A Psychic Retreat

At the beginning of the analysis, it became clear that J resided in a very dark place, well hidden from any form of aliveness.  Their attachment to me felt parasitical and searching for aliveness in me, but the result was the opposite: I often felt blanked out, deadened.  It was as if I had been infected with a tranquiliser, rendering me paralysed and unable to stay (conscious) or leave (act freely).  The room at times felt airless with an insufferable stench of something dead and decaying forever.  It soon resembled their home, hoarded rubbish and living amongst rotten food.  Dead and rotting though this space was, it nevertheless provided a perverse form of safety and a psychic retreat from continued failure in a litany of broken relationships.  This is as mentioned a perverse form of safety for most patients when entering analysis. The key to this ‘psychic retreat’ is to entre it with care and gentleness but to live it with the patient.  This is to know the patient.

The Dead Mother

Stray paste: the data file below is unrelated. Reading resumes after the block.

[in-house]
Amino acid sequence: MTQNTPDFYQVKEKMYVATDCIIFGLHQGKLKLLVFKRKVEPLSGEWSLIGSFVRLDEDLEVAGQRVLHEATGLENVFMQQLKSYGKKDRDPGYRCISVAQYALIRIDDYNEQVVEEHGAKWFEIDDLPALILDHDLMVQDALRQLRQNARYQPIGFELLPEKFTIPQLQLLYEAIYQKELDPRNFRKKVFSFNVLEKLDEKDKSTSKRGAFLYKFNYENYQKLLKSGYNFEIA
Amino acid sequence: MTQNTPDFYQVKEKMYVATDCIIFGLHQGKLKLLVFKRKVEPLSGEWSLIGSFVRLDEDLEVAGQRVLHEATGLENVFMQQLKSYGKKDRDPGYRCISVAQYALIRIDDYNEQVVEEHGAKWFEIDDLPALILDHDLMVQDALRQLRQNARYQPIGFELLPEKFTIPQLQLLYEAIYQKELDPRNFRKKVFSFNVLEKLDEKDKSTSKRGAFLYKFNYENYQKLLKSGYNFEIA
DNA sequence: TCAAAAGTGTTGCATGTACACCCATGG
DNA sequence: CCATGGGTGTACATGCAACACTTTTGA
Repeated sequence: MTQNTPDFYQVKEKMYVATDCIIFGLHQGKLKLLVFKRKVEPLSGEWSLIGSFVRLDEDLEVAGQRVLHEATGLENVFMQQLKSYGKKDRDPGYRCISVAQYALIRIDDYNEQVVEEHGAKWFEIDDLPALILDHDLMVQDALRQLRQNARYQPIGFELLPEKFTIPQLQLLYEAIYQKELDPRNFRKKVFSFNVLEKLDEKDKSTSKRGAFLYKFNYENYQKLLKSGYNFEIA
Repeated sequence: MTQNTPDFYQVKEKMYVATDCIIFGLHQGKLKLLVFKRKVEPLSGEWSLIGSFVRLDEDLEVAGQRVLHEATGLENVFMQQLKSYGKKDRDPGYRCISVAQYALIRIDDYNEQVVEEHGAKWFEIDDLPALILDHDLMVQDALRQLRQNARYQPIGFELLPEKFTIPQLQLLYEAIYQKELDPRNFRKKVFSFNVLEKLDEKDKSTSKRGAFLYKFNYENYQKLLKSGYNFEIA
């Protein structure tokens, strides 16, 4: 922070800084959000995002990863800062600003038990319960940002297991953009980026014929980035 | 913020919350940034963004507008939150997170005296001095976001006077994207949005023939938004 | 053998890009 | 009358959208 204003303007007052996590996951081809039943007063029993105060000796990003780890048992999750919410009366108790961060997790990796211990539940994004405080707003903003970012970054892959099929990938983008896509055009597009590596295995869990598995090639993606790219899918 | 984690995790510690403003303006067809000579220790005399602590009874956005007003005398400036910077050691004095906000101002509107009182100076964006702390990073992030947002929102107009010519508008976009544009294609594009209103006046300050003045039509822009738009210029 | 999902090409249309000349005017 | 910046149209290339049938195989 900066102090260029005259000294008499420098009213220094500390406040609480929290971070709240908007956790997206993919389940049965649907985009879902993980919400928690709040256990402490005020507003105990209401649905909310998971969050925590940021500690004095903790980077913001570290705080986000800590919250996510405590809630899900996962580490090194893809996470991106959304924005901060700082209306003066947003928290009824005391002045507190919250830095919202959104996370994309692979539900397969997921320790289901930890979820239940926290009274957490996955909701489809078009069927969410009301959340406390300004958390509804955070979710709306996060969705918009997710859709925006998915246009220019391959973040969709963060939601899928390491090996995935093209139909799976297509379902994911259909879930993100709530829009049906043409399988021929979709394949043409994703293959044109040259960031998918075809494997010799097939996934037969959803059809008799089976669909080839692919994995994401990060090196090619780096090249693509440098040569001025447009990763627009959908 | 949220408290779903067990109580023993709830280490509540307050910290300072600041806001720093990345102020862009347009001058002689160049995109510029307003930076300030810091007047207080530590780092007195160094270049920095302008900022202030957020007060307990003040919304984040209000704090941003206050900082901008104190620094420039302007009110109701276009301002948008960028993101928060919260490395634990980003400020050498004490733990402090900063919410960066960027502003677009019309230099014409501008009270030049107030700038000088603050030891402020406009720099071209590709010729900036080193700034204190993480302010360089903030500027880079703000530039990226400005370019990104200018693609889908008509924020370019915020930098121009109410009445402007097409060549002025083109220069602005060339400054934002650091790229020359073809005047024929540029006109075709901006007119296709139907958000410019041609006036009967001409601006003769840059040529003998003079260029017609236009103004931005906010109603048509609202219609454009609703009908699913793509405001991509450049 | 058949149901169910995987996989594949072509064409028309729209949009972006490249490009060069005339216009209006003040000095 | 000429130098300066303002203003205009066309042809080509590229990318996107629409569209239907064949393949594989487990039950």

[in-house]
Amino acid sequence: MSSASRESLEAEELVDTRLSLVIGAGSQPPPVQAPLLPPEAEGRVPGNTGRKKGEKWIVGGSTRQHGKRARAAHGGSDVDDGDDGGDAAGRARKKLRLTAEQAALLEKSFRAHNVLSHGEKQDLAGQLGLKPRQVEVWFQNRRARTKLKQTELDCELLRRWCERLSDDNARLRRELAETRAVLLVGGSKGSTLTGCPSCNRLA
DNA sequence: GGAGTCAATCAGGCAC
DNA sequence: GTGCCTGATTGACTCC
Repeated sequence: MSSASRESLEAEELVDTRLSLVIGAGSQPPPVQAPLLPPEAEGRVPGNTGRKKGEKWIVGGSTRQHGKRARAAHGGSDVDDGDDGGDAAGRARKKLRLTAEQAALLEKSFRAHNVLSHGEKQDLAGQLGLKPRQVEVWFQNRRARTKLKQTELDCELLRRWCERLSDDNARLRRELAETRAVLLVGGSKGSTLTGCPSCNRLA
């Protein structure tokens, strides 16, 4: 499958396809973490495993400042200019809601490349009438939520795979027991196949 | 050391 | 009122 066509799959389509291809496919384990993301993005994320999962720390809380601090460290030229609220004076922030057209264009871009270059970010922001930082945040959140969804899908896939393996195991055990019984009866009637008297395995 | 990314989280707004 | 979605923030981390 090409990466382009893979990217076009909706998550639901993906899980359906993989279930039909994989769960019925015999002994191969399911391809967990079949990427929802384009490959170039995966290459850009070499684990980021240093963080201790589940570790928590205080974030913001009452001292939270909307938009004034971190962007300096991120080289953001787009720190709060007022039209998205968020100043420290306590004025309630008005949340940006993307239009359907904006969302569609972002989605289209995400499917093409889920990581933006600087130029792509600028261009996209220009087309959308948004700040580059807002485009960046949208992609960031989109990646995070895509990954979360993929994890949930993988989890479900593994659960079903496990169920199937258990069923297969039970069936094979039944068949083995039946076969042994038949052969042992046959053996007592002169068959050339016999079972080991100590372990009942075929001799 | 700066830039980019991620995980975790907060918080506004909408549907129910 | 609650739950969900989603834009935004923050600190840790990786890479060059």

As I look back at the early consultations there was a hungry and aggressive edge to them.  My thinking at this time was that J’s inner world was finally ‘being seen’ and felt in a way previously unknown to her.  There was an intense hunger to J that often seemed overwhelming and suffocating, causing me to retreat into states of literal comatose and unconsciousness, redolent of her mother whom J reported as ‘emotionally dead, untouchable and unreachable’.  In referring to such deadness in The Dead Mother Complex, Andre Green skilfully describes this paralysing dynamic:  “an image which has been constituted in the child’s mind following maternal depression, brutally transforming a living object, which was a source of vitality for the child, into a distant figure, toneless, practically inanimate, deeply impregnating the cathexes of certain patients…and weighing on the destiny of their object-libidinal and narcissistic future..[The] dead mother … is a mother which remains alive but who is, so to speak, psychically dead in the eyes of the young child in her care” (Green A, 1986 P142)